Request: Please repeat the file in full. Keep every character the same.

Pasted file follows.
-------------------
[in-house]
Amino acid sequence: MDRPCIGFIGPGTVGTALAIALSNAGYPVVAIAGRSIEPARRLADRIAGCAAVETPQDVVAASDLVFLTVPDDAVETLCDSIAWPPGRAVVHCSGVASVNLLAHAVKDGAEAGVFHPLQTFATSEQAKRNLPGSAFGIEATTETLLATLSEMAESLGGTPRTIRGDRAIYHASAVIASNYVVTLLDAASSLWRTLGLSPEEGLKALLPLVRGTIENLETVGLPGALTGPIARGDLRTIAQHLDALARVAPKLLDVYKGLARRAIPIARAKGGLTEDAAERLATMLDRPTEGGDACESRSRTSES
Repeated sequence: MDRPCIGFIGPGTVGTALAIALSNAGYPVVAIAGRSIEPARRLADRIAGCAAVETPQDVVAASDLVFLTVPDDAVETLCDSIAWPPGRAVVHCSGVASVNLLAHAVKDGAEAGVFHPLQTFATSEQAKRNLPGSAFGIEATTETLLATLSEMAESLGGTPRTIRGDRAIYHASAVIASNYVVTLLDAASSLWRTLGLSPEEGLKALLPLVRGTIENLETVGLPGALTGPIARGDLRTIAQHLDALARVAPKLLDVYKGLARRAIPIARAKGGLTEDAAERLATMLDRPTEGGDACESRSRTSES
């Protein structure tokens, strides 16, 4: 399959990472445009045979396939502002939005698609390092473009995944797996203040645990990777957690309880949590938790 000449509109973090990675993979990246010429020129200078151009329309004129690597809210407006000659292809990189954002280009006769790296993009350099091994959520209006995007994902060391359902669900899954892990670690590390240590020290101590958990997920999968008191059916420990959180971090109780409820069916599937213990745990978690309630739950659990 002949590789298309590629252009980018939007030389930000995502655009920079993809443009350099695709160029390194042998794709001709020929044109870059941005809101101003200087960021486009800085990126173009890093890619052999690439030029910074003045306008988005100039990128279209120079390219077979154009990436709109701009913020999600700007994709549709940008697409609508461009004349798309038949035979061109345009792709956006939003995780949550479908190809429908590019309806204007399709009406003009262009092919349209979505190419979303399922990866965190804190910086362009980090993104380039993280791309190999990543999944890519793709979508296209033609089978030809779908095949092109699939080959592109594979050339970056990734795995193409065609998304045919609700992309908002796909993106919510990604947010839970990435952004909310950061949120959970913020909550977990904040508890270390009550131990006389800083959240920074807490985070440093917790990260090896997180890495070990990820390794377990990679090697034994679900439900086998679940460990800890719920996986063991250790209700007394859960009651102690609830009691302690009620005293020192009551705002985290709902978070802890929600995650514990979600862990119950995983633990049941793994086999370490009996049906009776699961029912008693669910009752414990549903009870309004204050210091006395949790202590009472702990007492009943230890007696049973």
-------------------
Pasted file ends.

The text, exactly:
[in-house]
Amino acid sequence: MDRPCIGFIGPGTVGTALAIALSNAGYPVVAIAGRSIEPARRLADRIAGCAAVETPQDVVAASDLVFLTVPDDAVETLCDSIAWPPGRAVVHCSGVASVNLLAHAVKDGAEAGVFHPLQTFATSEQAKRNLPGSAFGIEATTETLLATLSEMAESLGGTPRTIRGDRAIYHASAVIASNYVVTLLDAASSLWRTLGLSPEEGLKALLPLVRGTIENLETVGLPGALTGPIARGDLRTIAQHLDALARVAPKLLDVYKGLARRAIPIARAKGGLTEDAAERLATMLDRPTEGGDACESRSRTSES
Repeated sequence: MDRPCIGFIGPGTVGTALAIALSNAGYPVVAIAGRSIEPARRLADRIAGCAAVETPQDVVAASDLVFLTVPDDAVETLCDSIAWPPGRAVVHCSGVASVNLLAHAVKDGAEAGVFHPLQTFATSEQAKRNLPGSAFGIEATTETLLATLSEMAESLGGTPRTIRGDRAIYHASAVIASNYVVTLLDAASSLWRTLGLSPEEGLKALLPLVRGTIENLETVGLPGALTGPIARGDLRTIAQHLDALARVAPKLLDVYKGLARRAIPIARAKGGLTEDAAERLATMLDRPTEGGDACESRSRTSES
């Protein structure tokens, strides 16, 4: 399959990472445009045979396939502002939005698609390092473009995944797996203040645990990777957690309880949590938790 000449509109973090990675993979990246010429020129200078151009329309004129690597809210407006000659292809990189954002280009006769790296993009350099091994959520209006995007994902060391359902669900899954892990670690590390240590020290101590958990997920999968008191059916420990959180971090109780409820069916599937213990745990978690309630739950659990 002949590789298309590629252009980018939007030389930000995502655009920079993809443009350099695709160029390194042998794709001709020929044109870059941005809101101003200087960021486009800085990126173009890093890619052999690439030029910074003045306008988005100039990128279209120079390219077979154009990436709109701009913020999600700007994709549709940008697409609508461009004349798309038949035979061109345009792709956006939003995780949550479908190809429908590019309806204007399709009406003009262009092919349209979505190419979303399922990866965190804190910086362009980090993104380039993280791309190999990543999944890519793709979508296209033609089978030809779908095949092109699939080959592109594979050339970056990734795995193409065609998304045919609700992309908002796909993106919510990604947010839970990435952004909310950061949120959970913020909550977990904040508890270390009550131990006389800083959240920074807490985070440093917790990260090896997180890495070990990820390794377990990679090697034994679900439900086998679940460990800890719920996986063991250790209700007394859960009651102690609830009691302690009620005293020192009551705002985290709902978070802890929600995650514990979600862990119950995983633990049941793994086999370490009996049906009776699961029912008693669910009752414990549903009870309004204050210091006395949790202590009472702990007492009943230890007696049973």